At Law. J. H. Slwb(ff' and J. W. Kinsley, for plaintiff. Oullen, Sand(ff's Shelton, for defendant.
KNOWLES, J. This case was brought in the territorial district court. On motion of defendant, judgment was rendered against the plaintiff from this judgment to the upon the pleadings. The plaintiff supreme court of the territory, and the case was pending there when Montana became a state in the Union. From this latter court it was -transferred to this court l under the provisions of the act under which Montana. was admitted into the Union. The ruling of the court in granting the motion for judgment on the pleadings is assigned as error. The aotionin this case was brought on what may be called an award
M'KEOIN fl. NORTHERN PAC. R. CO.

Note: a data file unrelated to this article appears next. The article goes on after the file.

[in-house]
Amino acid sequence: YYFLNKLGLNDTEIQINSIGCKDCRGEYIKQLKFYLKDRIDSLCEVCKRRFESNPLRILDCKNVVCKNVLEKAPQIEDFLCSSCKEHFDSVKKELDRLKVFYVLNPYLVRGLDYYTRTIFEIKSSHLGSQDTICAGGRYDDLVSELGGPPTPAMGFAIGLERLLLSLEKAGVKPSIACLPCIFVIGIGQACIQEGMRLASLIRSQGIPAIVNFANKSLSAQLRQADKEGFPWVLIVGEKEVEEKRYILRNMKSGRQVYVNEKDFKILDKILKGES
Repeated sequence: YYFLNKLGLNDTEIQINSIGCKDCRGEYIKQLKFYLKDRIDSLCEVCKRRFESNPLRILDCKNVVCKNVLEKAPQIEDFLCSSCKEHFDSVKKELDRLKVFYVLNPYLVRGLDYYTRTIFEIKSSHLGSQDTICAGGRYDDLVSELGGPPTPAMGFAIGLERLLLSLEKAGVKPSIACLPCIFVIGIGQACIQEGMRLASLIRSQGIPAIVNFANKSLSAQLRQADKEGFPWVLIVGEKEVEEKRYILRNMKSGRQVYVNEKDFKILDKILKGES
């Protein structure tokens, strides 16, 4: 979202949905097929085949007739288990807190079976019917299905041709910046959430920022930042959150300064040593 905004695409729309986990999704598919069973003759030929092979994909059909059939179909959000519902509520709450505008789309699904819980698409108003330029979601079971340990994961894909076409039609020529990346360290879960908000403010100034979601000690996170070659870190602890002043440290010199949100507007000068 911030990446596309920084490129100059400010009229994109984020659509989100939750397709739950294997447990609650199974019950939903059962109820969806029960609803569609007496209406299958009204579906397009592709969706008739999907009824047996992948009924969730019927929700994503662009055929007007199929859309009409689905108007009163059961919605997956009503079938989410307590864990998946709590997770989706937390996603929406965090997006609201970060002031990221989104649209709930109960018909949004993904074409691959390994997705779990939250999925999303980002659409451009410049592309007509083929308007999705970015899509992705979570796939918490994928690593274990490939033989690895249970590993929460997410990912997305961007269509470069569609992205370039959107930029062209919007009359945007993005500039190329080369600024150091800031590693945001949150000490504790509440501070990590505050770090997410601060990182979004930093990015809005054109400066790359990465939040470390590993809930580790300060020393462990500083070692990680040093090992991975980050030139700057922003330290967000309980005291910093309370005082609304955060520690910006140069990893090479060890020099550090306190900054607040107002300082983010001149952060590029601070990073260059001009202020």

appraising the damages plaintiff sustained by reason of the building by defendant of its railroad over and across plaintiff's land, described in his complaint, and appropriating a portion thereof fora way for said railroad. land to be in plaintiff; The complaint sets forth the ownership of that defendant is a railroad corporation, formed by an act of the congress of the,United States; that defendant constructed its road over said premand has appropriated 400 feet wide by 220 rods long for its way therefor; tile appointment of commissioners by a court of competent jurisdiction to assess plaintiff's damages; their award, and the failure on the part of defendant to pay the same. The complaint stated a cauae of action. Pllrintiff not, required to negative any defense might have in its complaint. U. 8. v. WilliamB, 6 Mont. 379, 12 Pac,. Rep. 851. ,In an,swer to this complaint the defendap,t first denied specificallyall the, allegations in the complaint, and then set forth new matdefendant sought ter, constituting a further defense. In this new to set forth an easement in the nature of a way fOT its road over and across plaintiff's land by virtue o(a grant to it under t11,e act of congresa of July 2, 1864, incorporating the Northern Pacific Railroad Company. It was incumbent for the defendant to set forth the material issnable facts showing this eaB8meQt in this.new matter. They could not be presented under the denial of title in plaintiff. " American Co. v. Bradford, 27 Cal. 368; Saunders v. Wilson, 15 Wend. 338. Did the defendant set forth in this new matt.erfacts sufficient to show that it had received a grant of a way for its road over plaintiff's land? The pleadings being under review in this court, it is a pertinent inquiry. In this new matter it is set forth that defendant had a grant of a way over the public lands of the United States by said act ofcongreas of July 2, 1864; that at said date the lands claimed by plaintiff were public lands, and that plaintiff entered upon the same subject to this grant to defendant; and that defendant has constructed its road over and across the premises described in plaintiff's complaint, and upon its right of way granted to it by the act of congress aforesaid. The grant of the right of WllY to the Northern Pacific Railroad Company over the public lands of the United States was in the nature of a floating grant. It attached to no particular piece of land, until it WlI.S marked out and properly designated and appropriated for the purposes contemplated in said grant. See Railroad 00. v. Alling, 99 U. S. 475, where a similar grant is interpreted. In People v. Jackson, 24 Cal. 630, the court said: "Having alleged title derived from the state under and by virtue of certain statutes. it is necessary for the plaintiff to allege specifically a performance by him or his grantor of all acts req uired by the provisions of these statutes." The new matter constituting the defense to plaintiff's complaint should have E!et forth the facts which showed that defendant had a grant of this way over plaintiff's premises, arid upon which it relied, as fully and as particularly as if being set forth in a complaint, and not in new matter constituting a defense. Porn. Rem. § 687. Did, the allegation that defendant had built its road over and across plaintiff's premises amount to .sufficient to show defendant's grant had v,45F.no.7-30